By the mid-eighteenth century, the different regions of the British colonies had developed distinct economic and social orders. Small farms tilled by family labor and geared primarily to production for local consumption predominated in New England and the new settlements of the backcountry (the area stretching from central Pennsylvania southward through the Shenandoah Valley of Virginia and into upland North and South Carolina). The backcountry was the most rapidly growing region in North America. In 1730, the only white residents in what was then called “Indian country” were the occasional hunter and trader. By the eve of the American Revolution, the region contained one-quarter of Virginia’s population and half of South Carolina’s. Most were farm families raising grain and livestock, but slaveowning planters, seeking fertile soil for tobacco farming, also entered the area.
William Penn’s Treaty with the Indians. Penn’s grandson, Thomas, the proprietor of Pennsylvania, commissioned this romanticized painting from the artist Benjamin West in 1771, by which time harmony between Indians and colonists had long since turned to hostility. In the nineteenth century, many reproductions of this image circulated, reminding Americans that Indians had once been central figures in their history.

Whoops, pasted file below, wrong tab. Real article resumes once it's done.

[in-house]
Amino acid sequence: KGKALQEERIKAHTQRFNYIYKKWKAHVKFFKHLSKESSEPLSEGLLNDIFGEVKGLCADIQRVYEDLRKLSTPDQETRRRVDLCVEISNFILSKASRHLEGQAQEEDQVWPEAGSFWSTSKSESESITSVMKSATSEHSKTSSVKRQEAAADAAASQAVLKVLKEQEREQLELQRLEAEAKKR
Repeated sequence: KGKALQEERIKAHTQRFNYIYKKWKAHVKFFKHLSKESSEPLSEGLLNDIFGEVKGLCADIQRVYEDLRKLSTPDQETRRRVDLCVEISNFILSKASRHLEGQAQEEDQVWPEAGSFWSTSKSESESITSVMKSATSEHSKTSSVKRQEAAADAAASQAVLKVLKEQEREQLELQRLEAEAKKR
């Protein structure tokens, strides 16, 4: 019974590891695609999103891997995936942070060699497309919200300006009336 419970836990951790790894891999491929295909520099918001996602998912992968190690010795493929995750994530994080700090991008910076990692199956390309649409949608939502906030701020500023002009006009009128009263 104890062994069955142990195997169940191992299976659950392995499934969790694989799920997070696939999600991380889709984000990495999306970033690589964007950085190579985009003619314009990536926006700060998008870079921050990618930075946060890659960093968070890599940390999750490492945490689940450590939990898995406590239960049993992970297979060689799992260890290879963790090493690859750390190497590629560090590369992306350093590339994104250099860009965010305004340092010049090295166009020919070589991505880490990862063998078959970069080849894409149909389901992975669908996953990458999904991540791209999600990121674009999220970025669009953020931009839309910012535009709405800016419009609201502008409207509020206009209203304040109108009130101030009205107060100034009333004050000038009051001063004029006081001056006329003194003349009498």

In the older portions of the Middle Colonies of New York, New Jersey, and Pennsylvania, farmers were more oriented to commerce than on the frontier, growing grain both for their own use and for sale abroad and supplementing the work of family members by employing wage laborers, tenants, and in some instances slaves. Because large landlords had engrossed so much desirable land, New York’s growth lagged behind that of neighboring colonies. “What man will be such a fool as to become a base tenant,” wondered Richard Coote, New York’s governor at the beginning of the eighteenth century, “when by crossing the Hudson river that man can for a song purchase a good freehold?” With its fertile soil, favorable climate, initially peaceful Indian relations, generous governmental land distribution policy, and rivers that facilitated long-distance trading, Pennsylvania came to be known as “the best poor man’s country.” Ordinary colonists there enjoyed a standard of living unimaginable in Europe.